The Econfina River (pronounced “eee-con-fee-nee” River) is located in Taylor County and is spotted by a friend of mine on a return trip from Tallahassee as a river that appeared to have paddleable water levels (most of Florida is, at this time, suffering from one of its worst droughts ever, which severely reduces paddling opportunities).
The River begins in the swamps of the San Pedro Bay at the Taylor/Madison County line and flows southwesterly through Taylor County until it enters into the Gulf of Mexico. The name Econfina is a Muskogean Indian word meaning “natural bridge.” The River is fished for speckled trout, Spanish mackerel and mullet. Also found in the River are the uncommon Atlantic Sturgeon and the Suwannee Bass.
We put in our kayaks very late–3:30 pm–and therefore only have time for a 3-hour paddle. Nevertheless, the short section of the river we paddle is magnificent. The water is tanic, tea-colored “blackwater,” like the Suwannee. Several extremely large, old cypress trees and cypress knees line the banks. The banks are often show exposed limestone. We see no housing or other types of development until we reach the take-out point, because much of the land along the river is owned by paper companies. It is a quiet, tranquil experience. The river requires some degree of technical paddling skill since (see photo above), at least during higher water conditions (we paddled it in the midst of a long drought), sections of the river are swift, there are large trees that the paddler must either duck under (very limbo-like) or portage over, the river is fairly narrow, and there are almost continuous “S” turns as the river winds its way through the forest.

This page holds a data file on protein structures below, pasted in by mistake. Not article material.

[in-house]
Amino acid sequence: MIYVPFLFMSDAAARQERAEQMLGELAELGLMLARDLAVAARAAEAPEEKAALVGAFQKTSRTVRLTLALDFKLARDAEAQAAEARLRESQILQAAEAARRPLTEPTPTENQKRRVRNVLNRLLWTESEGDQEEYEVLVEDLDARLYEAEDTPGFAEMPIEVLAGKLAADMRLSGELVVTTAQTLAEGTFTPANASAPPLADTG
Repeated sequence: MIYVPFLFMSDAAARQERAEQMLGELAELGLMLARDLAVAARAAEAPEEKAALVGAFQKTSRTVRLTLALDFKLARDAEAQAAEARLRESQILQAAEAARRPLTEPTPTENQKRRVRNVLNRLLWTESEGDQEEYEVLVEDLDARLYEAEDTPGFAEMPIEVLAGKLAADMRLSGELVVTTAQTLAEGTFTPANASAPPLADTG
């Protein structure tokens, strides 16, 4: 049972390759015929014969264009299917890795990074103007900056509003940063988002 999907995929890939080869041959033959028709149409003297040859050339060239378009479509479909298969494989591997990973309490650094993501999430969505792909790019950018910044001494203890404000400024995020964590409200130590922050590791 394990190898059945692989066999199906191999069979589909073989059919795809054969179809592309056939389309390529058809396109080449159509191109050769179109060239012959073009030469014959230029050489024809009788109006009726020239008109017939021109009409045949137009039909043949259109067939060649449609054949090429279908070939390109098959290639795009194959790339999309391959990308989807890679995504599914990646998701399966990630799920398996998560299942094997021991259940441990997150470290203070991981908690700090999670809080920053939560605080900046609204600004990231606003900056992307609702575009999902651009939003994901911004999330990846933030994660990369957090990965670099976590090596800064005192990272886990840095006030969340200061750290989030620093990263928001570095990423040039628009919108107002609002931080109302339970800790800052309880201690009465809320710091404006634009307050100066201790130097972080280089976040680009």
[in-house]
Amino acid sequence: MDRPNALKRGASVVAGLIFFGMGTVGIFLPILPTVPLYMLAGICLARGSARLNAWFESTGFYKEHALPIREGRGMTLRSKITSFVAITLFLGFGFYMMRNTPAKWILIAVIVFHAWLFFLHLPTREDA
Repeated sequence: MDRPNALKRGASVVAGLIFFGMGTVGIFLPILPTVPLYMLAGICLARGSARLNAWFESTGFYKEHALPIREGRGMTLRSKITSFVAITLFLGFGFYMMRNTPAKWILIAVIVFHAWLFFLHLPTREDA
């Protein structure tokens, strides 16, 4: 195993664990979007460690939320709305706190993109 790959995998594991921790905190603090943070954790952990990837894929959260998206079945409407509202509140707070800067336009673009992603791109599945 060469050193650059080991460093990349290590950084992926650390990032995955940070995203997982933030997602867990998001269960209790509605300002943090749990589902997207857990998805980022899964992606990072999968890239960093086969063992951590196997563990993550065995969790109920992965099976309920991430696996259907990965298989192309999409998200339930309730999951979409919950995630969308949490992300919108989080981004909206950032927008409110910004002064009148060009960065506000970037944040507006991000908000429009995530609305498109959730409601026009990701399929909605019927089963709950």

Three of four times during our short paddle, we saw a large gator slip into the water in front of us.